So what would you say to the Deans of Colleges and Universities in terms of what they can do to prevent this in the future?

Honestly it sounds self-serving, but see the film so that you get informed. There’s a lot of misunderstandings about this issue. People all too often think that it’s party culture, it’s hook-up culture. It’s not true – this has been going on for decades. If this is the case, why are these the same numbers from 20/30 years ago.

People need to understand this as a crime like any other, again, sex gets confusing for people, and they think ‘it’s he said she said, we really can’t know’, that we’ve also seen as untrue. Just because you’ve had alcohol – I’m sure you and I both have – just because I’ve had alcohol, it doesn’t make me jump on a stranger and make them perform sexual acts.

I’m not sure whether you can even align ‘hook-up culture’ with ‘rape culture’ because they’re just not the same thing, wouldn’t you agree?

Well exactly, but that is what it’s done in the States, and people just put it down to maybe people miscommunicate and the signals get crossed, but no, it’s actually more than people think. That’s why we called the film The Hunting Ground, it’s more than people think. It’s a calculated, premeditated crime. Alcohol is used to incapacitate a victim, it’s not used to make it unclear what the desire of the victim was. That’s what we want administrators to really understand.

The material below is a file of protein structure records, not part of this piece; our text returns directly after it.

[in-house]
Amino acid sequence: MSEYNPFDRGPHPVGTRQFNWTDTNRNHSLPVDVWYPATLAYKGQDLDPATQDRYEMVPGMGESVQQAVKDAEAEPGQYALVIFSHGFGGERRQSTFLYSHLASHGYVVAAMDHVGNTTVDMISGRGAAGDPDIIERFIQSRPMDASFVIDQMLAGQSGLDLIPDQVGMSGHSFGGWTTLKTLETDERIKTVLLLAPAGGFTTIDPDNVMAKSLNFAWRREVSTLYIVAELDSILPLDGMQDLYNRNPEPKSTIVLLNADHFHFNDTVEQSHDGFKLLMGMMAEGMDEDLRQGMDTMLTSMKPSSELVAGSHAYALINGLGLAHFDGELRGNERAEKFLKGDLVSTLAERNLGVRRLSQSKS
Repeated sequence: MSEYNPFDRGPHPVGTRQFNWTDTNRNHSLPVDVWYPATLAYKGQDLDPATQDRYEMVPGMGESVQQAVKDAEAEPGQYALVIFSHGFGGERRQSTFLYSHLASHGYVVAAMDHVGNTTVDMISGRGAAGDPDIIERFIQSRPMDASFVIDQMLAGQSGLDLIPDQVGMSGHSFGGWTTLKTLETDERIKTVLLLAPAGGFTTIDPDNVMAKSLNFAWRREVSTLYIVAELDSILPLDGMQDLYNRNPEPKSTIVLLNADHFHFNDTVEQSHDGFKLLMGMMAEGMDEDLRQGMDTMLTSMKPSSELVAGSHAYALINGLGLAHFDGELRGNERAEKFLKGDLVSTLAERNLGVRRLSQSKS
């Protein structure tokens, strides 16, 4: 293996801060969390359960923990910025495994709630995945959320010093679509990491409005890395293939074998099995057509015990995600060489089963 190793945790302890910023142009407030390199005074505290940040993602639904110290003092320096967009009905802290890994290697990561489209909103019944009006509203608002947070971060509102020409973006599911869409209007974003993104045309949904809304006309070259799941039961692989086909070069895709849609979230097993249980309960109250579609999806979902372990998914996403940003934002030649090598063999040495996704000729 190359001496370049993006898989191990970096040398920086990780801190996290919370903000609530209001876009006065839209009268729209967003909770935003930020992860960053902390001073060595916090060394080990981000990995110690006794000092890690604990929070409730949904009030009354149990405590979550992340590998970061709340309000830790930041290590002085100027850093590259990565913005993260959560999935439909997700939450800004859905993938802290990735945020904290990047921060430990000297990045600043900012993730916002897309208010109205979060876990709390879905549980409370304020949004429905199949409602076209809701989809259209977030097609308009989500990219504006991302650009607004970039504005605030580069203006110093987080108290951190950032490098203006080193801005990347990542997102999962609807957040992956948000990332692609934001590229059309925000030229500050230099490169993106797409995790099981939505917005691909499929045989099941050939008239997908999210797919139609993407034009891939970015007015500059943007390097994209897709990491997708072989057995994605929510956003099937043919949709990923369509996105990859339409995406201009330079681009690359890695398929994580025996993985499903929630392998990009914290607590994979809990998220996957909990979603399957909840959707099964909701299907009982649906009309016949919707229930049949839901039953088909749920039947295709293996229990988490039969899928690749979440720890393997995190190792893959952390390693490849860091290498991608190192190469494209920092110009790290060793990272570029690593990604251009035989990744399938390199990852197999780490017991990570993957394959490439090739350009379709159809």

We’ve seen in the States that there’s so much misunderstanding on this that people are willing to turn a blind eye and not take it seriously. I think that’s what’s allowed this crime to keep happening over and over again with such frequency.

Finally, what would you say to people who have experienced this in terms of coming forward if they feel like they can’t?

Well I would just say if this has happened to you, my heart goes out to you, I totally believe you, and whatever you decide to do is the right thing to do. There’s no judgement.

You have to really search within yourself and figure out what your comfort level is, and then I would 100% support whatever that comfort level is of yours to do whatever you wanted to do. If you felt strong enough to want to report, absolutely, find a network, find who the person to report to is.

Find someone, a close friend, a therapist, a parent, a relative to support you through the process. It’s not an easy one and you shouldn’t feel alone and you shouldn’t be alone. So seek out resources to help you emotionally, and whatever path you choose is the right one for you.